And Speaking of Colonel Fitzwilliam…

OK, I know that I wasn’t speaking of the dear colonel, but since when do I ever need an excuse the talk about him. I have this whole, warped back story about Colonel Jonathan Fitzwilliam swimming around in the back of my head… and I also have another whole, warped back story about Colonel Montgomery Ian Fitzwilliam (from the Anne de Bourgh stories… who is a totally different person) So, naturally I have this whole warped schizophrenia vibe where the two colonel’s (who are actually one person) is… are… is… are? like talking in my head.

Got it?

No, me neither.

Anyway, since I’m always thinking about the colonel (in one form or another) I have often felt the need to explain him to everyone. I mean, no one understands him like I do. (you all only “think” you understand him, hello! I’ve know two versions of him… or possibly three)

However, here are my feeling on the subject: everyone has got the colonel all wrong!

Jane Austen, who by rights has the final say about Colonel “?” Fitzwilliam (no matter what I say… and I often think that to her, he was just a convenient plot point), wrote the colonel’s part very cleverly. She never said he was poor, yet, almost every JA fan-fiction story I read (and I’ve read a lot) portrays him as poor.

Hello? He is not poor!

Don’t believe me? Exhibit A:

In her kind schemes for Elizabeth, she sometimes planned her
marrying Colonel Fitzwilliam. He was beyond comparison the
most pleasant man; he certainly admired her, and his situation in
life was most eligible
; but, to counterbalance these advantages,
Mr. Darcy had considerable patronage in the church, and his
cousin could have none at all.

It says: His situation in life was most eligible. Think about it, this is Charlotte “the queen of the establishment seekers” talking. Remember, she’s the one who took Mr. Collin’s just so that she could have a roof over her head. Her radar is naturally tuned in to eligible young men… eligible young men who could provide a roof over someone’s head… not some poor man with no prospects.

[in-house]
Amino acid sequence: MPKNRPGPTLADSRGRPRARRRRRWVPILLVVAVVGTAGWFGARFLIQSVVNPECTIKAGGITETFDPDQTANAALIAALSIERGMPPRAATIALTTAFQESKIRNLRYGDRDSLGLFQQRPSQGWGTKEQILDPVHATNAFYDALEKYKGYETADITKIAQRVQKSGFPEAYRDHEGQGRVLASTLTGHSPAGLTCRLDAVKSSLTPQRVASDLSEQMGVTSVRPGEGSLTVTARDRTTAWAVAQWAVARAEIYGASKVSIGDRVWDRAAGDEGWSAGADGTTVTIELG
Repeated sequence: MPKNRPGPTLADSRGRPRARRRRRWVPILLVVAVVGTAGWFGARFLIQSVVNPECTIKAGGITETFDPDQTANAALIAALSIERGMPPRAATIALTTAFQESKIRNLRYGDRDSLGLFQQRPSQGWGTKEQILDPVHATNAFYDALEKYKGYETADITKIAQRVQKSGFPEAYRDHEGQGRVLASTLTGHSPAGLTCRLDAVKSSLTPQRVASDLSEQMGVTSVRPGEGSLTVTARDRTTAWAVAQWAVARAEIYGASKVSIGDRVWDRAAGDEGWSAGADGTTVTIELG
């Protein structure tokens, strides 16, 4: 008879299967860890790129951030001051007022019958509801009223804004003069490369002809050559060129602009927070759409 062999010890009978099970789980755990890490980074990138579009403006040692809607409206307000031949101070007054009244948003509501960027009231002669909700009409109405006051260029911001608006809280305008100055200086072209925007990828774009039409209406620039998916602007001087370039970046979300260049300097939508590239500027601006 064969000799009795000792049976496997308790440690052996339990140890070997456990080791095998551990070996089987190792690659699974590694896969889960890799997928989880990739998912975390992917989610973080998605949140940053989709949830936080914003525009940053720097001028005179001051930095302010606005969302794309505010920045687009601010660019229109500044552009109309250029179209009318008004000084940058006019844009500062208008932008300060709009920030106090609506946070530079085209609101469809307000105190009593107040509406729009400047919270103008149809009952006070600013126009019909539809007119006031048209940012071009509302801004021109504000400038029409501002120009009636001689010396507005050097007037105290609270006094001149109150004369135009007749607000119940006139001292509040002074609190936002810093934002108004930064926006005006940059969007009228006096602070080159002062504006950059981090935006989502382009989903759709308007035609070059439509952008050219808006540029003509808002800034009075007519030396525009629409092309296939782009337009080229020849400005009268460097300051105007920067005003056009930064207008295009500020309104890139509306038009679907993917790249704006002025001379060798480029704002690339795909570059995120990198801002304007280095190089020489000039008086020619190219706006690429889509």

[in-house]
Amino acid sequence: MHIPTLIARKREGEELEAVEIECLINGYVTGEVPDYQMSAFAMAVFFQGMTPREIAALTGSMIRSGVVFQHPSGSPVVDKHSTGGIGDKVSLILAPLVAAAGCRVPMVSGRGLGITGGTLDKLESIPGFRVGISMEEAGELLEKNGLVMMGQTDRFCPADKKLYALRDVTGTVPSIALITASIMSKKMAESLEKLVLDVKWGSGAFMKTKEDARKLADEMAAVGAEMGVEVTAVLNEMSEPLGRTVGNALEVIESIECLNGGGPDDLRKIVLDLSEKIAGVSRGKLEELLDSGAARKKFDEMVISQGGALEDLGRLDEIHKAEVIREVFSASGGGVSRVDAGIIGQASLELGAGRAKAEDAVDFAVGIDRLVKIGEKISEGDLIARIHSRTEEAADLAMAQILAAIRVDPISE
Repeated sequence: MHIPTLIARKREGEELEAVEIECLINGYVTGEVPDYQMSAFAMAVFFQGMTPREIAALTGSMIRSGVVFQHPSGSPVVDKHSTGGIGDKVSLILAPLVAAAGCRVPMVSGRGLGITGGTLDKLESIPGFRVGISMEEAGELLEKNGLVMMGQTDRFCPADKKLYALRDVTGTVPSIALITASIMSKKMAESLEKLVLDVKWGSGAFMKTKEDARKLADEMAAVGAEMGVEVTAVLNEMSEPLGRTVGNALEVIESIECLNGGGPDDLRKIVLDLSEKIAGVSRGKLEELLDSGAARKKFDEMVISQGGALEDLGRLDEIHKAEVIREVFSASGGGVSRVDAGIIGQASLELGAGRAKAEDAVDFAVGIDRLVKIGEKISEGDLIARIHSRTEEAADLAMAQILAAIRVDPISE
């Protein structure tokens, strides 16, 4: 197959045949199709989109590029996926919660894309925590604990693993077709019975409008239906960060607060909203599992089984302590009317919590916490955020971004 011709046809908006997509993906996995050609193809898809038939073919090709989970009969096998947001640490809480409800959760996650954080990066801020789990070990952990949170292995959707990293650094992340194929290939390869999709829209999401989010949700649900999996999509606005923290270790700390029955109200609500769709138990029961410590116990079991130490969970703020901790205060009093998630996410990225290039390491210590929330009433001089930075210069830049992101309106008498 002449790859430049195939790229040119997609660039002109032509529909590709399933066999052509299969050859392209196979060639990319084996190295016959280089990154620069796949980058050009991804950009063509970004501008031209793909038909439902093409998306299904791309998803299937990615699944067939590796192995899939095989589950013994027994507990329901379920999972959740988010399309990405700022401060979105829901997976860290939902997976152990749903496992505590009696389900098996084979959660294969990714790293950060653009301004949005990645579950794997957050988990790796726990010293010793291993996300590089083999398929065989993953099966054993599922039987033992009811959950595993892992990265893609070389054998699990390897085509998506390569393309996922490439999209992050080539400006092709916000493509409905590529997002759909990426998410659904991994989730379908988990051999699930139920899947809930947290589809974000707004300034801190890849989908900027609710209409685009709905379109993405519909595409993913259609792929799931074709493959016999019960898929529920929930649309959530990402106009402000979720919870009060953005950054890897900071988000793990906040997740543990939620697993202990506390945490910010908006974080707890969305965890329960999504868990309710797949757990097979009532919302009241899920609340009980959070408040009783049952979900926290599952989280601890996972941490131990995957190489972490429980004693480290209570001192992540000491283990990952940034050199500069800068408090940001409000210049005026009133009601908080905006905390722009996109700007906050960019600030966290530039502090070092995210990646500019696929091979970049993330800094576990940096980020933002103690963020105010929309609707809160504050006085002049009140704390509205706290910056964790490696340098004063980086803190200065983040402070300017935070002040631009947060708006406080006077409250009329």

Not convinced. Read on!

“He likes to have his own way very well,” replied Colonel
Fitzwilliam. “But so we all do. It is only that he has better
means of having it than many others, because he is rich, and
many others are poor. I speak feelingly. A younger son, you
know, must be inured to self-denial and dependence.”

Notice he says “many others” – he never says “I am.” But Lizzy is smart enough to know he’s being modest (also, a bit of a flirt, but that’s another post):

“In my opinion, the younger son of an earl can know very
little of either. Now seriously, what have you ever known of
self-denial and dependence? When have you been prevented by
want of money from going wherever you chose, or procuring
anything you had a fancy for?”

HA!

“These are home questions–and perhaps I cannot say that I
have
experienced many hardships of that nature. But in matters
of greater weight, I may suffer from want of money. Younger
sons cannot marry where they like.”

Lizzy knows he’s lying and we know she’s smart. I’d say he has had no hardships, as well (and I’m also smart)